PRE-HARVEST RIND BREAKDOWN IN NEW ZEALAND AND A COMPARISON WITH SIMILAR PROBLEMS REPORTED IN OTHER COUNTRIES
Pre-harvest rind breakdown is an occasional problem on mandarins, tangelos and oranges in New Zealand. It usually affects fruit at or soon after colour break and is often referred to as on-tree oleocellosis. It is normally associated with extreme wet, cold weather events and with gusty winds. In the Gisborne region in July 2011, some exposed, wet orchards of mainly navel oranges, were adversely affected with up to 50% fruit marking and 60% fruit drop in the worst cases. This prompted a more detailed examination of the condition, a review of the local meteorological and other factors that may have caused the rind breakdown, and some recommendations for growers. These are described, together with a brief comparison of similar pre-harvest rind defects and their management obtained from international literature and correspondence. The condition most closely resembles pitting of Pineapple orange described in Florida, pitting of Fortune mandarin reported in Spain, rind staining of navels and tangelos in Morocco, mandarin rind disorder in California, rind spotting of Clementines in Greece and pateta de rata or colapso de la corteza on Navelates in Spain and Chile.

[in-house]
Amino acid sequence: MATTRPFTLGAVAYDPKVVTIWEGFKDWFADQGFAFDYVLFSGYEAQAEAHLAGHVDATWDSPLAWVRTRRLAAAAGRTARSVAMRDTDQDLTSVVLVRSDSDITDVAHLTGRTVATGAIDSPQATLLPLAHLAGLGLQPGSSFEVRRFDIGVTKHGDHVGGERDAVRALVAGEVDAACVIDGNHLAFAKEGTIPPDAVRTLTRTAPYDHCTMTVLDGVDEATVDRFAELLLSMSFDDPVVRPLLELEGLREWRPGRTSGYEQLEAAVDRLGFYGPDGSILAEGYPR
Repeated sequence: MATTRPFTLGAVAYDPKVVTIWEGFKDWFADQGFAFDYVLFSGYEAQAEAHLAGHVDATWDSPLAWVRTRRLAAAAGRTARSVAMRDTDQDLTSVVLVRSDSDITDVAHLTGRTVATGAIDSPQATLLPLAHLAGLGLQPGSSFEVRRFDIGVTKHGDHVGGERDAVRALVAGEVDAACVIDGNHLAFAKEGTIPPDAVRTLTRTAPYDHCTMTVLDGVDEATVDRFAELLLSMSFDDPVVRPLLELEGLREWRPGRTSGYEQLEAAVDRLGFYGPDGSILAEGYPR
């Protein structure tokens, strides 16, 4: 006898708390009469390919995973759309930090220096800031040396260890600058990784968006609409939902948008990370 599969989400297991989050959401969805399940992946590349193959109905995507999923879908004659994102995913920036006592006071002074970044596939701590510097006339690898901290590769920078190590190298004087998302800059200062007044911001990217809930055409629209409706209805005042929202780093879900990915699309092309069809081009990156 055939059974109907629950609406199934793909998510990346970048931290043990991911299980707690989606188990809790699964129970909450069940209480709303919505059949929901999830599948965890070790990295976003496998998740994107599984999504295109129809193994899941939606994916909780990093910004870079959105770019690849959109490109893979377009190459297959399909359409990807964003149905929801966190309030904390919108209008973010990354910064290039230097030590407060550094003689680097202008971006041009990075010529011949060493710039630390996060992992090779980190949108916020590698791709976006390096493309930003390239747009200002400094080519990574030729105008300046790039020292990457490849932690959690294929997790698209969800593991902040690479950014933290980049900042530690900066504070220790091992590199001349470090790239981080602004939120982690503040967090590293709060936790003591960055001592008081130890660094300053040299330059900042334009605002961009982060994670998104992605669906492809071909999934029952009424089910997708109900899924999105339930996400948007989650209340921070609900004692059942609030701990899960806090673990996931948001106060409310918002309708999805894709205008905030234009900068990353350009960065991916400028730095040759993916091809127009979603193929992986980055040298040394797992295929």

Keith R. Pyle, (2015). PRE-HARVEST RIND BREAKDOWN IN NEW ZEALAND AND A COMPARISON WITH SIMILAR PROBLEMS REPORTED IN OTHER COUNTRIES. Acta Hortic. 1065, 1203-1213
oleocellosis, rind disorder, cold windy weather, navel oranges, pitting, pateta de rata, colapso de la corteza